Sunday, August 20, 2017

The mereological fallacy

This is from Michael Egnor's article "Neuroscience" in Zondervan's Dictionary of Christianity and Science, ed. Paul Copan. (2017). I have the articles on the Argument from Reason and Thomas Nagel in this dictionary. 

Another conceptual confusion in neuroscience is the mereological fallacy. The mereological fallacy is the unwarranted attribution of attributes of the whole to its parts. Neuroscientist Max Bennett and philosopher Peter Hacker have pointed out that the very common claim in neuroscience that the brain “sees” or the brain “understands” or the brain “chooses” and so forth commits the mereological fallacy. Only a person sees or understands or chooses. There are indeed brain processes that correlate with seeing and understanding and choosing, but the brain itself is an organ and has neither sight nor understanding nor choice in itself.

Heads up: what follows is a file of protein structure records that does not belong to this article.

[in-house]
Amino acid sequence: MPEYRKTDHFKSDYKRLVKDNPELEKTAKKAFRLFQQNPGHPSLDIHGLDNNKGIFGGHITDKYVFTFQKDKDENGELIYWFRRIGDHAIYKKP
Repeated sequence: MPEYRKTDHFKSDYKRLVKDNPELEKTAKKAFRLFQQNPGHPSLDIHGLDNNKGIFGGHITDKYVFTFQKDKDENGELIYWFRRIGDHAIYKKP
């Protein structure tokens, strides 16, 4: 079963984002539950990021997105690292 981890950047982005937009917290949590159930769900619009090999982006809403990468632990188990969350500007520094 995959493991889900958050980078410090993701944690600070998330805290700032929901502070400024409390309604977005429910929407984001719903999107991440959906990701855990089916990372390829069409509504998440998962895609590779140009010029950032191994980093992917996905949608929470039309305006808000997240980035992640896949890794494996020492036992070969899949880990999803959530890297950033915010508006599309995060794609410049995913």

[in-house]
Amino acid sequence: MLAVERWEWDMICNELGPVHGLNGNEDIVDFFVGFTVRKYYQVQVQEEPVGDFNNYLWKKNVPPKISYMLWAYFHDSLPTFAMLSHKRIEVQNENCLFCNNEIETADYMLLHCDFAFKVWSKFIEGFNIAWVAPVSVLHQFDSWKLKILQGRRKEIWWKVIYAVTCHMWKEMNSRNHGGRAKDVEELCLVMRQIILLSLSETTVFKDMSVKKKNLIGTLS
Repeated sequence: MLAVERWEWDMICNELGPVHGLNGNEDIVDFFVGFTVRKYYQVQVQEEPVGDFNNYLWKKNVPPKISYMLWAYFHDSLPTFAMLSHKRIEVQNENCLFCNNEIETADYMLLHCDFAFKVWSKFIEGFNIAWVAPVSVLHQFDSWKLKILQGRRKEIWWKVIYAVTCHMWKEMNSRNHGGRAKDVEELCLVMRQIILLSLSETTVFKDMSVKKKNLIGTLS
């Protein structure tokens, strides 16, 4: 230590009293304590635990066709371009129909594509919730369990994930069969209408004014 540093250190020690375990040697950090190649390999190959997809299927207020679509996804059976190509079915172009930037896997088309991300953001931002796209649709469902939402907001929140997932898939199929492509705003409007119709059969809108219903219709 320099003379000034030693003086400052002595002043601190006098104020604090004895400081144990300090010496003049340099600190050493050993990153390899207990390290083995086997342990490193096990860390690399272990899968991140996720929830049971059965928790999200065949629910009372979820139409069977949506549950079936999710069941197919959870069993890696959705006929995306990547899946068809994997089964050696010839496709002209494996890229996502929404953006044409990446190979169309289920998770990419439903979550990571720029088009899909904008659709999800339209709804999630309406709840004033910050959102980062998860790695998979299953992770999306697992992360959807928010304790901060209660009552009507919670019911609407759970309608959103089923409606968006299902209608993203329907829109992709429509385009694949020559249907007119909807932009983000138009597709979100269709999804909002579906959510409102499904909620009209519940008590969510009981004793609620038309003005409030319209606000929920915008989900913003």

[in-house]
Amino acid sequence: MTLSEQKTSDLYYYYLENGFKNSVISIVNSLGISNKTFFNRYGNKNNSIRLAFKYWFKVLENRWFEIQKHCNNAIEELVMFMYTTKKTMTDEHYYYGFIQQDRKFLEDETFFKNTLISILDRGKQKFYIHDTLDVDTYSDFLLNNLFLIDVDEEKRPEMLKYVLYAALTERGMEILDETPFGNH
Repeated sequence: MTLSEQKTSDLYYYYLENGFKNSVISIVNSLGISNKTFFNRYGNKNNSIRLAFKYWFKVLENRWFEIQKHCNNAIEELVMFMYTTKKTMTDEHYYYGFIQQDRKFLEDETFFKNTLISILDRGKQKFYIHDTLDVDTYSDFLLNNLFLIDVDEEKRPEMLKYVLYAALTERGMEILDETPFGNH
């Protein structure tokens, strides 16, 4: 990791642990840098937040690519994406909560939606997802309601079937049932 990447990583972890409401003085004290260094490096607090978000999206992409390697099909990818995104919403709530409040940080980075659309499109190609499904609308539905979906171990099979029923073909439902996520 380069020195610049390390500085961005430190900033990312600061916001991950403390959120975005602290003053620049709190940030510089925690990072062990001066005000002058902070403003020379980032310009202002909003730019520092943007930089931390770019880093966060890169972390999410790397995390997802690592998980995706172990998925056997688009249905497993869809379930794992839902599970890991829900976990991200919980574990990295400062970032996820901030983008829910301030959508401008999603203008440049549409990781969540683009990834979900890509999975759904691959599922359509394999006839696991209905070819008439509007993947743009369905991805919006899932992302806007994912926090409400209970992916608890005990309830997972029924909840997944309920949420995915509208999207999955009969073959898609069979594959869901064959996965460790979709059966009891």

VR: To which I like to say, "Interesting fellow Mr. Brain. Remarkable what he can do.

1 comment:

Hal said...

That is not a bad summary of their book. Especially considering how short (the summary) is.

Hacker and Bennet make the point that psychological predicates can only logically be attributed to the animal that displays them. Their critique also applies to the Cartesian conception of the mind. It is the human who has a mind that sees or understands or to chooses, not the mind.

There are also good arguments against reductionism, Dennet’s views on intentionality and Nagel’s ‘what is it like to be a bat’ conception of consciousness to be found in the book.

The book can be found here.